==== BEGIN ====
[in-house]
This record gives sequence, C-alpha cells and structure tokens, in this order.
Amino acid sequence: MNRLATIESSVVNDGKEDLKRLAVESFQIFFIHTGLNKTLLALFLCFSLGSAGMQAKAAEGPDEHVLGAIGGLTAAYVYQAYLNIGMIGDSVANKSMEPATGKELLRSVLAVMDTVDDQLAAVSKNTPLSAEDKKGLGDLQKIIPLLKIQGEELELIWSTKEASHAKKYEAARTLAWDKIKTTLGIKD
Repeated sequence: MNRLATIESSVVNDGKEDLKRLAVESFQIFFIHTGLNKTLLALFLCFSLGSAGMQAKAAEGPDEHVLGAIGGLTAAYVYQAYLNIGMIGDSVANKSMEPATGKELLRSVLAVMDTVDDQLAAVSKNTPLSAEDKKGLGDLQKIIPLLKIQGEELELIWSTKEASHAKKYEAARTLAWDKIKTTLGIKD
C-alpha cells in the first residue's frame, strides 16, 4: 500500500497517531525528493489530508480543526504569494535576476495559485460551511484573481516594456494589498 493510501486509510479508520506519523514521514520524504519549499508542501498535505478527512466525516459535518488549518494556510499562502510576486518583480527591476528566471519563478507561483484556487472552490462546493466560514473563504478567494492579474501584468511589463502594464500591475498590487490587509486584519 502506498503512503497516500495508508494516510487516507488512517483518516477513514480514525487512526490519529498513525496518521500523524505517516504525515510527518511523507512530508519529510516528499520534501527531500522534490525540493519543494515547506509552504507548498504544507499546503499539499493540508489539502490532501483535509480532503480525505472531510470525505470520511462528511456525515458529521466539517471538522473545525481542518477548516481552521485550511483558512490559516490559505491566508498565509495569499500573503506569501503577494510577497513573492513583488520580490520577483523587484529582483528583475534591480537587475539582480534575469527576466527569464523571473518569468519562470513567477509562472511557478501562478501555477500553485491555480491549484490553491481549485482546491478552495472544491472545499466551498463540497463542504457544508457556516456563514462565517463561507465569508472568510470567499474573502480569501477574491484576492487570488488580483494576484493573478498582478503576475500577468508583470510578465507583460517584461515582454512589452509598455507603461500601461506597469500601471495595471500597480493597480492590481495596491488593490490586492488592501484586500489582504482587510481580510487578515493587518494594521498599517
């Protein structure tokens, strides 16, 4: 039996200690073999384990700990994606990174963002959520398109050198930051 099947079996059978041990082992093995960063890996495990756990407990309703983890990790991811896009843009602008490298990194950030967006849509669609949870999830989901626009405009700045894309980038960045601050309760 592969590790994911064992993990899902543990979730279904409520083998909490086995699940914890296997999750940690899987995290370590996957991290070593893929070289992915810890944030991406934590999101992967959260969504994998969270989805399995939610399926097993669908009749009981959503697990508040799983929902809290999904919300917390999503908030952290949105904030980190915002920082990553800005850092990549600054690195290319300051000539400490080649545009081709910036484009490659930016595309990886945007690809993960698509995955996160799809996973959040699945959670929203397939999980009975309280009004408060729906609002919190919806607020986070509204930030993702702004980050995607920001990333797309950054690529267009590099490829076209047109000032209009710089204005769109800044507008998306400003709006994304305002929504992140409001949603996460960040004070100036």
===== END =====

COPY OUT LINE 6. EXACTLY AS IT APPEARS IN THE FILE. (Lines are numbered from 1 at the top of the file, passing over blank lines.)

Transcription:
């Protein structure tokens, strides 16, 4: 039996200690073999384990700990994606990174963002959520398109050198930051 099947079996059978041990082992093995960063890996495990756990407990309703983890990790991811896009843009602008490298990194950030967006849509669609949870999830989901626009405009700045894309980038960045601050309760 592969590790994911064992993990899902543990979730279904409520083998909490086995699940914890296997999750940690899987995290370590996957991290070593893929070289992915810890944030991406934590999101992967959260969504994998969270989805399995939610399926097993669908009749009981959503697990508040799983929902809290999904919300917390999503908030952290949105904030980190915002920082990553800005850092990549600054690195290319300051000539400490080649545009081709910036484009490659930016595309990886945007690809993960698509995955996160799809996973959040699945959670929203397939999980009975309280009004408060729906609002919190919806607020986070509204930030993702702004980050995607920001990333797309950054690529267009590099490829076209047109000032209009710089204005769109800044507008998306400003709006994304305002929504992140409001949603996460960040004070100036």